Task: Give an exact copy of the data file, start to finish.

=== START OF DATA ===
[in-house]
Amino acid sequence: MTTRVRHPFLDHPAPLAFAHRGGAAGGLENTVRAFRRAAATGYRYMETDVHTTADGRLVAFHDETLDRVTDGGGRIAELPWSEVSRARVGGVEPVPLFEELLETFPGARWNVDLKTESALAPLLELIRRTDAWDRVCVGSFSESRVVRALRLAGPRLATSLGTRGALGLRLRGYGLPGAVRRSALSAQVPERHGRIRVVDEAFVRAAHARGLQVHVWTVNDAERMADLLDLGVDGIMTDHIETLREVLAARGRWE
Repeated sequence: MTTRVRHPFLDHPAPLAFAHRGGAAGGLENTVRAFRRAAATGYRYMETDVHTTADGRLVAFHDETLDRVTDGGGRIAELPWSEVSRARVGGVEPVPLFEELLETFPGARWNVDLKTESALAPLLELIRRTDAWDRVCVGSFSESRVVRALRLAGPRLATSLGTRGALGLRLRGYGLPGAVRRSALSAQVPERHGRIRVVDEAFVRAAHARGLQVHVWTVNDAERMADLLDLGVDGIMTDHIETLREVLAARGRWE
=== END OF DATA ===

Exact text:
[in-house]
Amino acid sequence: MTTRVRHPFLDHPAPLAFAHRGGAAGGLENTVRAFRRAAATGYRYMETDVHTTADGRLVAFHDETLDRVTDGGGRIAELPWSEVSRARVGGVEPVPLFEELLETFPGARWNVDLKTESALAPLLELIRRTDAWDRVCVGSFSESRVVRALRLAGPRLATSLGTRGALGLRLRGYGLPGAVRRSALSAQVPERHGRIRVVDEAFVRAAHARGLQVHVWTVNDAERMADLLDLGVDGIMTDHIETLREVLAARGRWE
Repeated sequence: MTTRVRHPFLDHPAPLAFAHRGGAAGGLENTVRAFRRAAATGYRYMETDVHTTADGRLVAFHDETLDRVTDGGGRIAELPWSEVSRARVGGVEPVPLFEELLETFPGARWNVDLKTESALAPLLELIRRTDAWDRVCVGSFSESRVVRALRLAGPRLATSLGTRGALGLRLRGYGLPGAVRRSALSAQVPERHGRIRVVDEAFVRAAHARGLQVHVWTVNDAERMADLLDLGVDGIMTDHIETLREVLAARGRWE